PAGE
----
"Released only weeks after the Trump administration’s implementation of restrictions on immigration to the US, 'Born the hard way' is a clear message about Budweiser’s reaction to the policy."
8 / 10
Super Bowl Sunday may be one of the biggest days in the American sporting calendar, but it’s also a kind of brand-sponsored short film festival.
Even those who are not interested in American football, the barrage of top-line advertising it produces ensures you’ll inevitably be taking part in the fun – even if it’s just through a Monday morning round-up.
Take this year’s high-profile entries. For Super Bowl 51, we saw the usual cavalcade of celebrity cameos, uplifting sentiment and flagrant exercises in nostalgia. But the political climate in the US, and the world at large, has clearly had an effect on the tenor of spots produced this year.
Nowhere is this clearer than in Budweiser’s effort "Born the hard way".
Budweiser’s Super Bowl pedigree speaks for itself. Having routinely dominated the coveted most-shared spot over the past few years, the beer brand has established its own house-style, usually recognised by the presence of a) puppies b)stallions and c) unbridled patriotism.
While these adverts have proven wildly popular, this year’s campaign chose to focus its sights on an issue both searingly current and central to the American experience – immigration.
"Born the hard way" tells the immigrant story of Adolphus Busch, the co-founder of Budweiser’s parent company, Anheuser Busch.
The ad tracks the troubles and hardships which Busch suffered in emigrating from Germany to the US towards the end of the 19th Century, crossing raging seas and facing antagonism from all sides. Rather tellingly, the ad begins with Busch confronted by a stranger at a bar who says, "You don’t look like you’re from around here".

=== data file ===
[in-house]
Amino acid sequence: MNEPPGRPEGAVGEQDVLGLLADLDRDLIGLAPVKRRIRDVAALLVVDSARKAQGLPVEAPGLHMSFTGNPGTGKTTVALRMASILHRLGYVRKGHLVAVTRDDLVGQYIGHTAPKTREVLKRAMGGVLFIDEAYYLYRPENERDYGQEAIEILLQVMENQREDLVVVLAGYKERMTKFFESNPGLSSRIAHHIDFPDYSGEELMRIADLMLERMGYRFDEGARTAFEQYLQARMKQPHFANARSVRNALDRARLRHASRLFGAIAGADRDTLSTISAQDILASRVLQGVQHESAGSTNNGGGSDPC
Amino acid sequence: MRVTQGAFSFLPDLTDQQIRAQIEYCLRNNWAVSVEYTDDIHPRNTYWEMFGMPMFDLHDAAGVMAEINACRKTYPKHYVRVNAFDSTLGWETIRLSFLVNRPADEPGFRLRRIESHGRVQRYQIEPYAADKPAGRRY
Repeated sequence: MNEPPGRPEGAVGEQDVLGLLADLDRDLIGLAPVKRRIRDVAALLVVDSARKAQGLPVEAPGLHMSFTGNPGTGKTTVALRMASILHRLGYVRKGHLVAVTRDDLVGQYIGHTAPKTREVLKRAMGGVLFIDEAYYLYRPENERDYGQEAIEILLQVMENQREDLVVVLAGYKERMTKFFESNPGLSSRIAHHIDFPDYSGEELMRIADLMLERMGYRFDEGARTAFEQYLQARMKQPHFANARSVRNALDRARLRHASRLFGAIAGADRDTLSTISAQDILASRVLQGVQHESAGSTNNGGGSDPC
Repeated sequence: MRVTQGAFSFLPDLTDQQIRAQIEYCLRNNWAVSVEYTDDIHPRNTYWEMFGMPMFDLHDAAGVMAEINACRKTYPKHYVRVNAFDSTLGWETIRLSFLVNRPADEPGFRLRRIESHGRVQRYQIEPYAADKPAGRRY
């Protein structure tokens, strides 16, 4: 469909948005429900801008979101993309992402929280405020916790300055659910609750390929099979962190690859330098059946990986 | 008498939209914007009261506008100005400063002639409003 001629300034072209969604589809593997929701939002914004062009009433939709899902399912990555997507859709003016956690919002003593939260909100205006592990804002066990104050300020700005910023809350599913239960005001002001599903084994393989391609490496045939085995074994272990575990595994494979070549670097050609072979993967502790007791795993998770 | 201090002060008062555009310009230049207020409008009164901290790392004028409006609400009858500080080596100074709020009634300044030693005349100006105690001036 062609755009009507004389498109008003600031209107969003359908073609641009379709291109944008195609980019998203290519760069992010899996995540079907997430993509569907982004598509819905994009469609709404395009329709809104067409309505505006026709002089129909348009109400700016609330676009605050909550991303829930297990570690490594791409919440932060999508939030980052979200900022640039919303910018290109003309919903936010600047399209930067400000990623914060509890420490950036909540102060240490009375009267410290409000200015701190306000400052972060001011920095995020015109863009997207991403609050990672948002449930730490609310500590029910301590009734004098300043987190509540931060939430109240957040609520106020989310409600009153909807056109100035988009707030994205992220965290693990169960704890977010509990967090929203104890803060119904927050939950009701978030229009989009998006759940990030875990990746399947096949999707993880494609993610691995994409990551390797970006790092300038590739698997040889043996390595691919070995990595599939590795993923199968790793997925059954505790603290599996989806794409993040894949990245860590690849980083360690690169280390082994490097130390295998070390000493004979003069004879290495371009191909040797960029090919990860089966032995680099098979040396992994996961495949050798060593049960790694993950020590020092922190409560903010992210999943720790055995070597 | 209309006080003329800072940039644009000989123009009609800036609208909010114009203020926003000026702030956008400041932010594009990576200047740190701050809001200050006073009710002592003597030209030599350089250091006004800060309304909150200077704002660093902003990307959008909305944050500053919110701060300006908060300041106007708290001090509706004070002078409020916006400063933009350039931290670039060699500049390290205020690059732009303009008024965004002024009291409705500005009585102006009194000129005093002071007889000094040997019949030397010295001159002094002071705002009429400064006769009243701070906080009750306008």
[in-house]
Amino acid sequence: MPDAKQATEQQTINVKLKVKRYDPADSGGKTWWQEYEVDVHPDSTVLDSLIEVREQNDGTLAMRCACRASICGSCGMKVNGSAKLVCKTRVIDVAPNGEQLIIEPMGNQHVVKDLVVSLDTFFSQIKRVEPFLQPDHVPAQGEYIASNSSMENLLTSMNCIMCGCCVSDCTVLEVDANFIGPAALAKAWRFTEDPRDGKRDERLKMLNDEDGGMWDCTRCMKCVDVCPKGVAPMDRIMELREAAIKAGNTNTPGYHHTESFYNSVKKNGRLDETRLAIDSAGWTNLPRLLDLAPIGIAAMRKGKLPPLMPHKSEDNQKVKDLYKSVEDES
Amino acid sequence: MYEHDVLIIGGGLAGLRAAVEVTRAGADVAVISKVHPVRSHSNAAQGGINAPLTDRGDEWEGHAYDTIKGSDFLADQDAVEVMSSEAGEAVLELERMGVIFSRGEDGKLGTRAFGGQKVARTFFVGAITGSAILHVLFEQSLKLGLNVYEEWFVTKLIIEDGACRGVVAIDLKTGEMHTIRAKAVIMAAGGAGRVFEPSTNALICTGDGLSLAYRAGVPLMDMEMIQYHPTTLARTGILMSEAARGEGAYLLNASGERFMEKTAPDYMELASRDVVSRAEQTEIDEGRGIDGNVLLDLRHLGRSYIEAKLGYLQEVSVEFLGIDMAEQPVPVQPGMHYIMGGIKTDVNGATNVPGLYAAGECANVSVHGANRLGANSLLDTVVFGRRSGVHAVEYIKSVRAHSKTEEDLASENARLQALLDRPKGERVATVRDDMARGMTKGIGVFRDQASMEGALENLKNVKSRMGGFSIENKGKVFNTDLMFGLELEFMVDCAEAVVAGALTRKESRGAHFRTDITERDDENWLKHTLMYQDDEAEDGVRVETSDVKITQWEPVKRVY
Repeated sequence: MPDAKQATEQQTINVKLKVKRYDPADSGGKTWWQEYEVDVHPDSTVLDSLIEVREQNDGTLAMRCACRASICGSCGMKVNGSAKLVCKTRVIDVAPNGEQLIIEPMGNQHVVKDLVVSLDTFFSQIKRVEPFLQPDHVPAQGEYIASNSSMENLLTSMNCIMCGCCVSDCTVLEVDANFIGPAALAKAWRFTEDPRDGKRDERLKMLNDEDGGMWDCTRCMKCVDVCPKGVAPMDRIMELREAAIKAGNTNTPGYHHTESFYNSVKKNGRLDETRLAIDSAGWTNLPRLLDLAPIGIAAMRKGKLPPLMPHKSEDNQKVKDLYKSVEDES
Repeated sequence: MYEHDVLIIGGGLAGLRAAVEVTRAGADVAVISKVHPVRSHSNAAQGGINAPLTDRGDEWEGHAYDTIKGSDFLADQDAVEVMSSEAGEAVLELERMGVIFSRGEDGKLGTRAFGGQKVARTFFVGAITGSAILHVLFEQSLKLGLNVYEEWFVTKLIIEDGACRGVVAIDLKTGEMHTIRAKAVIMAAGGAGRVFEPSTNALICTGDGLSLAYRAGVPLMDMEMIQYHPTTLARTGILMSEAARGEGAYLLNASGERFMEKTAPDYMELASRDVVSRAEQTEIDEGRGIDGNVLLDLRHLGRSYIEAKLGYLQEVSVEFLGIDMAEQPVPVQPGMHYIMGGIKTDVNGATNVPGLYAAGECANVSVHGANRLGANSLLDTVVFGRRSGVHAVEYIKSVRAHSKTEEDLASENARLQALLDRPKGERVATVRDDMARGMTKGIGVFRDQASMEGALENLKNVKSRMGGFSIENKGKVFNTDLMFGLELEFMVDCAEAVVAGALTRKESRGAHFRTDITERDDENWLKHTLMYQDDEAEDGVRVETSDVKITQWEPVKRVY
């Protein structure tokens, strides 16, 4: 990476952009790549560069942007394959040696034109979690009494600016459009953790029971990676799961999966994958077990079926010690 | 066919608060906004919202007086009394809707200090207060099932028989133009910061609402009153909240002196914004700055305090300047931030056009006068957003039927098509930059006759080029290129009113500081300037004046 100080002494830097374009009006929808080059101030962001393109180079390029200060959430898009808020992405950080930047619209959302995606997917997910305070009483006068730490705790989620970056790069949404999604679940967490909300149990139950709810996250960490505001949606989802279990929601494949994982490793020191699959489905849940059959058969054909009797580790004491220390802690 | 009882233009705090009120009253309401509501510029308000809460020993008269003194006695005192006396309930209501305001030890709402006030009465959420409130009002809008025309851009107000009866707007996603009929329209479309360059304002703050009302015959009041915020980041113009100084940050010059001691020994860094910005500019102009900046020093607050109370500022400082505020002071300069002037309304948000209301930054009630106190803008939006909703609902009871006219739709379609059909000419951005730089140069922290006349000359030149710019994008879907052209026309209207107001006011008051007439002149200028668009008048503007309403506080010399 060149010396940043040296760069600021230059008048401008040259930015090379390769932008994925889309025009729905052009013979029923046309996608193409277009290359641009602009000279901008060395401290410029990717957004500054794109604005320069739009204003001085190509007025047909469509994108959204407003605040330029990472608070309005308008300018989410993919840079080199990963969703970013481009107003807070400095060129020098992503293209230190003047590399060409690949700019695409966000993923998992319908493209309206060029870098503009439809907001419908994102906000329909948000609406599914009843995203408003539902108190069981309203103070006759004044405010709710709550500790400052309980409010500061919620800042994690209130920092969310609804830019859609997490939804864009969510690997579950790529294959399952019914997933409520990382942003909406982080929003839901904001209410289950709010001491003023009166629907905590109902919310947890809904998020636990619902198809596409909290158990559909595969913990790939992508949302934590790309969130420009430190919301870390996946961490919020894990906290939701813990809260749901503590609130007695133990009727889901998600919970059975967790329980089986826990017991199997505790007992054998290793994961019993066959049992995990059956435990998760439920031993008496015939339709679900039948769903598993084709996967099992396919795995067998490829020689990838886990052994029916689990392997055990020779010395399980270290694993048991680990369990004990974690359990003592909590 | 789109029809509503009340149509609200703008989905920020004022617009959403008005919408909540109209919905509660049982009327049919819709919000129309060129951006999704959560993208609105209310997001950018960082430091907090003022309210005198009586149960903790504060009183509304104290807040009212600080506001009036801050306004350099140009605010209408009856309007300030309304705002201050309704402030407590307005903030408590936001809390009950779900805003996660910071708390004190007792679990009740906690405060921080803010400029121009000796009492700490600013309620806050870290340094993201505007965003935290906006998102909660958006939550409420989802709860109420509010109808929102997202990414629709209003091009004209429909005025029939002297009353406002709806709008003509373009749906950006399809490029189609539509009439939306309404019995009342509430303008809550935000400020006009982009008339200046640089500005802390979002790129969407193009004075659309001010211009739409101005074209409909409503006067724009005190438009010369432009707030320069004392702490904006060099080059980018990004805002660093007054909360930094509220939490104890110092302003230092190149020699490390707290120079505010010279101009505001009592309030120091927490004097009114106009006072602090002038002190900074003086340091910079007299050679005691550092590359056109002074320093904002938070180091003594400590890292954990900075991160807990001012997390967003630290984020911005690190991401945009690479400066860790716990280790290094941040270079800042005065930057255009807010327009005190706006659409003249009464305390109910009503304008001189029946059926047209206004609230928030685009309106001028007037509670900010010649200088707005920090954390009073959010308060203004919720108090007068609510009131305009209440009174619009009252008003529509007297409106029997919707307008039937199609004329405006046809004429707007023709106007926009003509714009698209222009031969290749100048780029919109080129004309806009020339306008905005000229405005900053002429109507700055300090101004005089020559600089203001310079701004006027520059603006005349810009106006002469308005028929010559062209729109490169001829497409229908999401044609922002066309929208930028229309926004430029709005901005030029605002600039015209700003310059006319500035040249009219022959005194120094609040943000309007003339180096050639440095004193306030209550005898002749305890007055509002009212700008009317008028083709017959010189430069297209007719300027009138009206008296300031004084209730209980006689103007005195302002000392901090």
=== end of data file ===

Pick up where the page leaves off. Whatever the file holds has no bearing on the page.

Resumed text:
You don’t need to follow the news too closely to glean the ad’s significance. Released only weeks after the Trump administration’s implementation of restrictions on immigration to the US, "Born the hard way" is a clear message about Budweiser’s reaction to the policy.
Obviously, this stance was a surprise for some viewers, but the brand were not alone on this front. Another Super Bowl campaign to openly support immigration was 84 Lumber’s "The entire journey", a beautiful spot that follows the journey a mother and daughter take from Mexico to the US. The latter spot proved so controversial that Fox refused to air it in its entirety.
Of course, there’s more to "Born the hard way" than political sabre-rattling. Like every Budweiser campaign, it’s a stunning piece of filmmaking that could just as easily be a trailer for a theatrical biopic (in fact, Burberry followed a similar pattern for last year’s "Tale of Thomas Burberry".
But what’s interesting to note is that, while the Super Bowl’s ad line-up will always offer pleasant diversions, this year’s crop of ads shows that division between ad campaign, entertainment and political statement is dwindling by the day.
With a new political regime in the US determined to see through some of its campaign pledges, it will be intriguing to see how brands continue to respond.